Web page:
I Tried To Kick My TV Addiction—Here’s What Happened

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In 2017, it feels that some of our addictions are insidious. They aren’t overtly ruining our lives the way drug use would, and no one really takes them seriously. But for me, as a single woman of a certain age, I do wonder if my rather serious dependence on television may prevent me from ever becoming not single. As an introvert, I prefer socializing with my TV friends (saddest statement ever written) to going out with new people, which is problematic for obvious reasons. After a recent entire weekend spent cuddled up with Master of None, The Handmaid’s Tale, Veep and other lovers (during which I made very limited contact with IRL humans), I decided enough was maybe enough and it was time to cut the cord. Here’s what happened when I attempted to turn off the TV.

@songofstyle

I'm Addicted To TV ... Help!

Right off the bat, I'm worried: I don't have plans for the night, and I love to babysit my tired post-work brain with a little TV. After work and working out, I head home, literally twitching with desire to turn on the television. I fight the urge and instead cook a proper meal and open a book. This doesn't stop the little voices in my head. But, I think to myself, I’m tired and have had a long day. All I want to do is watch a little TV. Half an hour at most. Maybe I can start this experiment tomorrow. Thirty seconds later, I'm happily zoned out to Masters of Sex. Thirty minutes turns into two hours, I miss my bedtime and end up with a night of insomnia as punishment for my weakness. Not a great start.

I'm so tired from my sleepless Monday night that I cancel plans after work. It's too early to go to bed when I get home, as I'm trying to adjust my body to a regular sleep schedule. I try to read, but my brain is too foggy and slow. Click. The TV goes on.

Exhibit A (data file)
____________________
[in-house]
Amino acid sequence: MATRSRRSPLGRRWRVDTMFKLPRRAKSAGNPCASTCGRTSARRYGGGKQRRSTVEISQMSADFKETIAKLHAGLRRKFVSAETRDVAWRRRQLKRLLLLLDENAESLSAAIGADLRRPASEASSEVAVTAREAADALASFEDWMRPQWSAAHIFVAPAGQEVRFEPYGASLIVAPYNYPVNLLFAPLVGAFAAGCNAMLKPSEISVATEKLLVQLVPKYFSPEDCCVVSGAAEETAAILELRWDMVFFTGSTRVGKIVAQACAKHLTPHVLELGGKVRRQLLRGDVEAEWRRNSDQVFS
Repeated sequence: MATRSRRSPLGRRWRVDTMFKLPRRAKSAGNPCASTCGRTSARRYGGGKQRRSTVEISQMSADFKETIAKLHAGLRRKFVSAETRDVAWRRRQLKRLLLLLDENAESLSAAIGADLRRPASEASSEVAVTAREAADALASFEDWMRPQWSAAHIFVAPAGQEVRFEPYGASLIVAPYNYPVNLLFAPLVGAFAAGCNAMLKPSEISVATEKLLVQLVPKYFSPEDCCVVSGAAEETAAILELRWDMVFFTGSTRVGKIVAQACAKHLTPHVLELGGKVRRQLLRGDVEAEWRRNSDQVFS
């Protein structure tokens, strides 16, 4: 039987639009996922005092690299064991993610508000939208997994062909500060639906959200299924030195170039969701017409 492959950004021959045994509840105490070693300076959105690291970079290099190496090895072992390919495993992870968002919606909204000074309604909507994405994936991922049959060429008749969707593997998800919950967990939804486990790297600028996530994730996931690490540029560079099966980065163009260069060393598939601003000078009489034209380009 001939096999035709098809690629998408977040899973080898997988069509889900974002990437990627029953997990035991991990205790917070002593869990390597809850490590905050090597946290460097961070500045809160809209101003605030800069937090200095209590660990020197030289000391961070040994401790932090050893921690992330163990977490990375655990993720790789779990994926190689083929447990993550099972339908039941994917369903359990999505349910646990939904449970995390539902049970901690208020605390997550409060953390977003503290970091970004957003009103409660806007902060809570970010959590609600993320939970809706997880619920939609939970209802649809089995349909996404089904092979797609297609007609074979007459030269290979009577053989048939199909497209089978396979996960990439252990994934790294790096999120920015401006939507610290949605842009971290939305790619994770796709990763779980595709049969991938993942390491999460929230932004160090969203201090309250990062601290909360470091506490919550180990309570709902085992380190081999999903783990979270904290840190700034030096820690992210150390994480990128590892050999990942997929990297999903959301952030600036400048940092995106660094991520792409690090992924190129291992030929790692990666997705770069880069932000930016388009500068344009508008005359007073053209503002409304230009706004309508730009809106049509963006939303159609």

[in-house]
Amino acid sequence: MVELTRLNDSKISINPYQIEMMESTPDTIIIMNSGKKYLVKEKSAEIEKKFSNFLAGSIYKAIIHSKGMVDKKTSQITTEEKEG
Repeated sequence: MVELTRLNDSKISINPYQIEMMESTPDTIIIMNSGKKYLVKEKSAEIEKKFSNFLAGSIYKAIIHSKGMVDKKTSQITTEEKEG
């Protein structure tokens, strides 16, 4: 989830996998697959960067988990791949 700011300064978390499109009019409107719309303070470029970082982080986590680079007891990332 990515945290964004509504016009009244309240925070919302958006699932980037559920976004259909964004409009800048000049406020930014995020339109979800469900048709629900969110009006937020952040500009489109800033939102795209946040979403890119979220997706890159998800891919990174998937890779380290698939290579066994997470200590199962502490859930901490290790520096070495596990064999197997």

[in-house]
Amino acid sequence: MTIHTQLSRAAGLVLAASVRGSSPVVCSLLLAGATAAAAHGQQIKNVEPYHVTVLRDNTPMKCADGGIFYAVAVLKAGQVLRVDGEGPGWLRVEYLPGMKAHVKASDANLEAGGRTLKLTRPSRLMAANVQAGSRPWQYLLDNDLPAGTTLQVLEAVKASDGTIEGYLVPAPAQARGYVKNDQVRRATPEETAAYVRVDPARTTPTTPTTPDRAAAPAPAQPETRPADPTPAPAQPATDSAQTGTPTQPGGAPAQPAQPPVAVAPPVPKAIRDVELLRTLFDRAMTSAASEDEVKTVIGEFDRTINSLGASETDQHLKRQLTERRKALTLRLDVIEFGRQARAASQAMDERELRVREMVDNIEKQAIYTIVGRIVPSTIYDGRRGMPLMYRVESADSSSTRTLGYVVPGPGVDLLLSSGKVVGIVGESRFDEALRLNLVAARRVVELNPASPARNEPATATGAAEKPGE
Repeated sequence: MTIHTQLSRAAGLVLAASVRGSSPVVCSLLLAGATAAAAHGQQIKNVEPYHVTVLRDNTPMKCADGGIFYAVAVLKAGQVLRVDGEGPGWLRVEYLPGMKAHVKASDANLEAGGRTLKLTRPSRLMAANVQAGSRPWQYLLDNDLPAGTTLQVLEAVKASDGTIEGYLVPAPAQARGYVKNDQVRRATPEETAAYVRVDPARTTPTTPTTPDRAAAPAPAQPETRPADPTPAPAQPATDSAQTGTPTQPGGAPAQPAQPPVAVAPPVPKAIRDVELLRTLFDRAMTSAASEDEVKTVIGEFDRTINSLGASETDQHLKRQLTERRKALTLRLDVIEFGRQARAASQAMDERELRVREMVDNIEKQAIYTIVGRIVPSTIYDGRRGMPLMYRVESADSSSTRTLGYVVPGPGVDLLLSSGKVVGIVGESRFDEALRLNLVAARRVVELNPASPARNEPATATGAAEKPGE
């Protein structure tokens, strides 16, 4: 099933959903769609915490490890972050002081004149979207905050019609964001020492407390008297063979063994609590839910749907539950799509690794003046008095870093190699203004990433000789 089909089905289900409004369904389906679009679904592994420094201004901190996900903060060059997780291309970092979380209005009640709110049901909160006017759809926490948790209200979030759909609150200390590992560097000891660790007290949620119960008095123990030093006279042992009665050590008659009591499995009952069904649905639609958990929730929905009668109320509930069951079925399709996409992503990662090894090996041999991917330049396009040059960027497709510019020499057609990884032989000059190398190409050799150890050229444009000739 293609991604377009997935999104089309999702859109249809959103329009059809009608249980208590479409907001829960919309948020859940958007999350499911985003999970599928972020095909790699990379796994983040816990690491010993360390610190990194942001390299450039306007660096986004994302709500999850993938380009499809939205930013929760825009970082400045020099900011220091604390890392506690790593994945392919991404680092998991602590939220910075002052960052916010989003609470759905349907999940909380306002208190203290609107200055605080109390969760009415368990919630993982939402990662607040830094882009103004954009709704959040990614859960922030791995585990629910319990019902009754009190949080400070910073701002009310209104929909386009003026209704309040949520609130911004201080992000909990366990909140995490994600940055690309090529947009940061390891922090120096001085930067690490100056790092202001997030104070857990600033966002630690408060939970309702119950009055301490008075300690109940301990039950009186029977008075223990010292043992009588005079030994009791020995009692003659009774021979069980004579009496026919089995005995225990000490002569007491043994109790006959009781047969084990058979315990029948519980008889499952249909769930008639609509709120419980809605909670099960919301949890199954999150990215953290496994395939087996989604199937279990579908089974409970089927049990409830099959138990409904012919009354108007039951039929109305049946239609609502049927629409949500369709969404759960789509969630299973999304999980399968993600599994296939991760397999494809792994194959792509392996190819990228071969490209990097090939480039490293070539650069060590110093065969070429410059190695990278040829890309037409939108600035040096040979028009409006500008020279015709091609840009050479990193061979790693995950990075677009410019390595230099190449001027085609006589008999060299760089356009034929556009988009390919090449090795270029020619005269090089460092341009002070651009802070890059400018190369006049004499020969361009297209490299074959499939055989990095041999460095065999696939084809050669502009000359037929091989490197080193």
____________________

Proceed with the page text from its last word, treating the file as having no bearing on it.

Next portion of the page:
Good news! I slept like a baby the night before, so this night I'm keeping my plans to get drinks with a friend. This should make it easy to keep the TV turned off, right? "There's a new Handmaid's Tale tonight," my drinking buddy says, unaware of my pledge to remain unplugged. A fellow TV buff, he then goes on to run me through everything he's watching right now as he simultaneously orders round after round of innocuous-looking beer flights. A few hours later, I've Uber-ed home and though I should be tired (read: drunk) enough to pass out, I can't resist the siren song of The Handmaid's Tale. When I can't find the new episode, I watch Masters of Sex until I fall asleep instead. Score so far: 0 for 3.

Tonight, I have a date! If it goes poorly, I know I'll go home to my TV, so I go into it with a positive attitude, willing this setup-through-a-friend to have a personality. Luckily, he does! We hit it off, and after a couple hours of conversation, I head home and go straight to bed. No TV, at last!

It's Friday, and tonight I have plans to go to Joshua Tree, the only place in the world besides Bali in which I feel totally capable of unplugging. This is a happy coincidence, since I know I won't be tempted by my TV companion while I'm there. Or so I think.

I arrive sometime around 10pm, and the friend with whom I'm staying pours a couple glasses of wine. "Wanna watch a movie?" he asks. I think you know how I answer that question.

It's Saturday, and a beautiful one at that, so I have no intention of staring at any screens. Until, that is, day drinking leads to a nighttime hangover for this lightweight, at which point "Wanna watch a movie?" is thrown at me once more. We watch two.

Midday Sunday, I rush back to LA from the desert for a second date with Wednesday's boy. We go see some amazing art, talk for hours at a neighborhood bar and then he asks if I want to watch the Twin Peaks reboot with him. "No thank you," I say proudly. "I should head home." Once there, I grab a book—I'm currently reading I Love Dick—and curl up on the couch. Then, I remember that new Handmaid's Tale episode from Wednesday, the one I haven't yet watched. I tell myself I can screen it tomorrow, when the TV experiment is over, and I return to my book.

Approximately five minutes later, I succumb to the taunting in my head. The TV goes on, and I happily consume The Handmaid's Tale, the newest episode of Veep and a Chelsea Handler episode (or two).

My experiment has ended, and I am ashamed. Out of all seven days, I was only able to avoid zoning out in front of the TV once. Once. If you replaced TV with a hard drug, I'd be dead by now. And they do say watching TV shaves years off your life (due to its sedentary nature), so essentially I'm a smoker without a nicotine patch to see me through quitting. I think about removing my TV—I spent 10 years without one, so I know it's possible—but I know it's a futile gesture, as everything I want to watch is available via my laptop. Maybe, I think, it's time to move back to Bali, where my internet was slow and my favorite streaming services weren't available. I decide to seriously consider this option... once this season of The Handmaid's Tale concludes.

Or maybe it's time for an intervention.